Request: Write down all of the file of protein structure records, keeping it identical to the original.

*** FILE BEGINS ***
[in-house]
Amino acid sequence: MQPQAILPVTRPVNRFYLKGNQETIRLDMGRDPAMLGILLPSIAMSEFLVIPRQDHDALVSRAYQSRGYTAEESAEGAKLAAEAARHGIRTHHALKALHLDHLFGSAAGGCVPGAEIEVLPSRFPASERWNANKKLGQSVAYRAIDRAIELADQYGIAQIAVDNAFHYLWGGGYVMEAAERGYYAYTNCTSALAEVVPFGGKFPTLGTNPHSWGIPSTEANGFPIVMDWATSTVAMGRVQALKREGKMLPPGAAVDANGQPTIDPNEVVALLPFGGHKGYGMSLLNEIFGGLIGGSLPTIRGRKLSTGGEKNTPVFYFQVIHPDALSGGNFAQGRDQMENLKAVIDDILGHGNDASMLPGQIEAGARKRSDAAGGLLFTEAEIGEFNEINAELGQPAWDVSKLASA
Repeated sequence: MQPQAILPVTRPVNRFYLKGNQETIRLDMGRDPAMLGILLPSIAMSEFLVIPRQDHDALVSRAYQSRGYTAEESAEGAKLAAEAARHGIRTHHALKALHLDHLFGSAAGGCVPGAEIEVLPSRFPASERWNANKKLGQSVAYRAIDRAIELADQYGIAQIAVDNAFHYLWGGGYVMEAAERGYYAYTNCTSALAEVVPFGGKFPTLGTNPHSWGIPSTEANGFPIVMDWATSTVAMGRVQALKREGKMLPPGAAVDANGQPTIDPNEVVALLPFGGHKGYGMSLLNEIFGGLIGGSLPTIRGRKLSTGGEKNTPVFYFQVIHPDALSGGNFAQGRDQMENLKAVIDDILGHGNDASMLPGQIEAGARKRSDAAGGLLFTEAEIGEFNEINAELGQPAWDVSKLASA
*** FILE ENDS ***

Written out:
[in-house]
Amino acid sequence: MQPQAILPVTRPVNRFYLKGNQETIRLDMGRDPAMLGILLPSIAMSEFLVIPRQDHDALVSRAYQSRGYTAEESAEGAKLAAEAARHGIRTHHALKALHLDHLFGSAAGGCVPGAEIEVLPSRFPASERWNANKKLGQSVAYRAIDRAIELADQYGIAQIAVDNAFHYLWGGGYVMEAAERGYYAYTNCTSALAEVVPFGGKFPTLGTNPHSWGIPSTEANGFPIVMDWATSTVAMGRVQALKREGKMLPPGAAVDANGQPTIDPNEVVALLPFGGHKGYGMSLLNEIFGGLIGGSLPTIRGRKLSTGGEKNTPVFYFQVIHPDALSGGNFAQGRDQMENLKAVIDDILGHGNDASMLPGQIEAGARKRSDAAGGLLFTEAEIGEFNEINAELGQPAWDVSKLASA
Repeated sequence: MQPQAILPVTRPVNRFYLKGNQETIRLDMGRDPAMLGILLPSIAMSEFLVIPRQDHDALVSRAYQSRGYTAEESAEGAKLAAEAARHGIRTHHALKALHLDHLFGSAAGGCVPGAEIEVLPSRFPASERWNANKKLGQSVAYRAIDRAIELADQYGIAQIAVDNAFHYLWGGGYVMEAAERGYYAYTNCTSALAEVVPFGGKFPTLGTNPHSWGIPSTEANGFPIVMDWATSTVAMGRVQALKREGKMLPPGAAVDANGQPTIDPNEVVALLPFGGHKGYGMSLLNEIFGGLIGGSLPTIRGRKLSTGGEKNTPVFYFQVIHPDALSGGNFAQGRDQMENLKAVIDDILGHGNDASMLPGQIEAGARKRSDAAGGLLFTEAEIGEFNEINAELGQPAWDVSKLASA